United States of America, Plaintiff-appellee, v. Fernando Escobar; Merced Brito, Defendants-appellants, 39 F.3d 1189 (9th Cir. 1994)

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US Court of Appeals for the Ninth Circuit - 39 F.3d 1189 (9th Cir. 1994)

Argued and Submitted Oct. 5, 1994. Decided Oct. 31, 1994

Before: SKOPIL, SCHROEDER, and RYMER, Circuit Judges.


Fernando Escobar and Merced Brito appeal their convictions for violating 18 U.S.C. §§ 922(g) (1) & (5). They contend that the district court erred by not compelling the government to search the personnel file of a non-law enforcement federal employee witness for potential impeachment evidence, and by not granting a mistrial when it discovered that the alternative juror participated in jury deliberations. We reject these contentions, and we affirm.


In this circuit, the government must examine the personnel files of testifying law enforcement officers upon a defendant's request to determine whether material in the file could cast doubt on the credibility of the witness and thus should be made available to the defendant. United States v. Jennings, 960 F.2d 1488, 1490 (9th Cir. 1992); United States v. Henthorn, 931 F.2d 29, 31 (9th Cir. 1991). Defendants seek to extend this rule to cover witnesses who are employed by the federal government, but are not law enforcement officers.

We do not decide whether the rule should be extended, because our review of the record in this case indicates that the witness' credibility would not have changed the outcome of this case. Clearly, her testimony could not have affected Brito, because nothing in her testimony linked Brito to the crime. As for Escobar, her testimony was substantially discredited without any evidence from her personnel files. After effective cross-examination, the jury was left with little more than the fact that sharp fragments of glass were found both in Escobar's shoes and on the sidewalk and floor of the store. It is hard to imagine how impeachment evidence could have eroded the testimony any further. The witness was not one whole reliability "may well [have been] determinative of guilt or innocence." Giglio v. United States, 405 U.S. 150, 154 (1972) (internal quotation omitted).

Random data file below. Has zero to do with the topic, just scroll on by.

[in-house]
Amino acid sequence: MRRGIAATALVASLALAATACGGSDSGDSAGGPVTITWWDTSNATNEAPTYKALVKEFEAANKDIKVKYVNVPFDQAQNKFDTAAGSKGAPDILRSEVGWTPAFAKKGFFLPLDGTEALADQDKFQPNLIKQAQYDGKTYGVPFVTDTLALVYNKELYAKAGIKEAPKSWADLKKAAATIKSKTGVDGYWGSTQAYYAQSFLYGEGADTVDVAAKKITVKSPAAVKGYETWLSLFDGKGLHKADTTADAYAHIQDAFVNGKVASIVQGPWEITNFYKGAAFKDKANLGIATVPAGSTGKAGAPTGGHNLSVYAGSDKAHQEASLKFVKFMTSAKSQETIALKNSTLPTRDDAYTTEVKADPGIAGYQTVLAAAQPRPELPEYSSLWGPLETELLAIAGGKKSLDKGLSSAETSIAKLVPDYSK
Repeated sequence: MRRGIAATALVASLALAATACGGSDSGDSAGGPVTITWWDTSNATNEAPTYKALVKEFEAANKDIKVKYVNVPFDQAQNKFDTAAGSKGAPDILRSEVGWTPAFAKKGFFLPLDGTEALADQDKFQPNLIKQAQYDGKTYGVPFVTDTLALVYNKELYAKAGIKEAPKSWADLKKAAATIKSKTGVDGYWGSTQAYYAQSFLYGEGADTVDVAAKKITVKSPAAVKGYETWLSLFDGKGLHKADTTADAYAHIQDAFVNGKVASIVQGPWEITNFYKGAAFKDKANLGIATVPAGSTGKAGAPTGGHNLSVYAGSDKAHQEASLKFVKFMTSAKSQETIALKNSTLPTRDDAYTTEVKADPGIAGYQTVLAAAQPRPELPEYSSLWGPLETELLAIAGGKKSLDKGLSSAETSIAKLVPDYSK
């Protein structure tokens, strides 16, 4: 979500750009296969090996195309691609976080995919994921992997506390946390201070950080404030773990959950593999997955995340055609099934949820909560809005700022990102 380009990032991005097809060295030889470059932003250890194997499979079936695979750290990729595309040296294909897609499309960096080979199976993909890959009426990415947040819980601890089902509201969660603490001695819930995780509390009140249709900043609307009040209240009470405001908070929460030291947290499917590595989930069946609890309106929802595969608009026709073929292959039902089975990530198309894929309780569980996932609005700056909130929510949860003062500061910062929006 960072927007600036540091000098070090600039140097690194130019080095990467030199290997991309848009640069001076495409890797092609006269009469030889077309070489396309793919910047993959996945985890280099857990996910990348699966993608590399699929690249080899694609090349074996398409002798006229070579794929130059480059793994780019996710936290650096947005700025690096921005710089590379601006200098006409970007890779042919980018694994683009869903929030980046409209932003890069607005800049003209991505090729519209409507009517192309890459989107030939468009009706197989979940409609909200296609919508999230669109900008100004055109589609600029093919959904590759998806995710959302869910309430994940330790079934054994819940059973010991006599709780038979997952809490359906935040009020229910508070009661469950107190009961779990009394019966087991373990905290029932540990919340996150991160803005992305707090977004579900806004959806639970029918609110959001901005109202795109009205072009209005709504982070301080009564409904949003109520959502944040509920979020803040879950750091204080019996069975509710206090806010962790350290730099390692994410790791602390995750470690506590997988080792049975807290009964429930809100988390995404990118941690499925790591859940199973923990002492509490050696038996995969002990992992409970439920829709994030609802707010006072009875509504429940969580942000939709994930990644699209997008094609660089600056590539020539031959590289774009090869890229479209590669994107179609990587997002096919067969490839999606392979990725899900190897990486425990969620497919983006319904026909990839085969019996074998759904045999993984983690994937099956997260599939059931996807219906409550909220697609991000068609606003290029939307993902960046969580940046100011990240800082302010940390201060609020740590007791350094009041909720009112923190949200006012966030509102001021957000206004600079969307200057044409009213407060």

The district court's failure to discharge the alternate juror prior to jury deliberations violated Federal Rule of Criminal Procedure 24(c), but is only reversible error if its impact was prejudicial to the defendant. United States v. Olano, 113 S. Ct. 1770, 1779-80 (1993). In such situations, the district court must "determine the circumstances, the impact thereof upon the juror [s], and whether or not it was prejudicial, in a hearing with all interested parties permitted to participate." Id. at 1780 (internal quotation omitted)

This is precisely the procedure followed by the district court in this case. The court interviewed the jurors and alternate in the presence of defense counsel, and found that the few comments that the alternate apparently made did not in any way affect the verdict. A review of the transcripts of these interviews leads us to conclude that this finding is not erroneous. The district court thus did not abuse its discretion in denying the motion for mistrial.



This disposition is not appropriate for publication and may not be cited to or by the courts of this circuit except as provided by Ninth Circuit Rule 36-3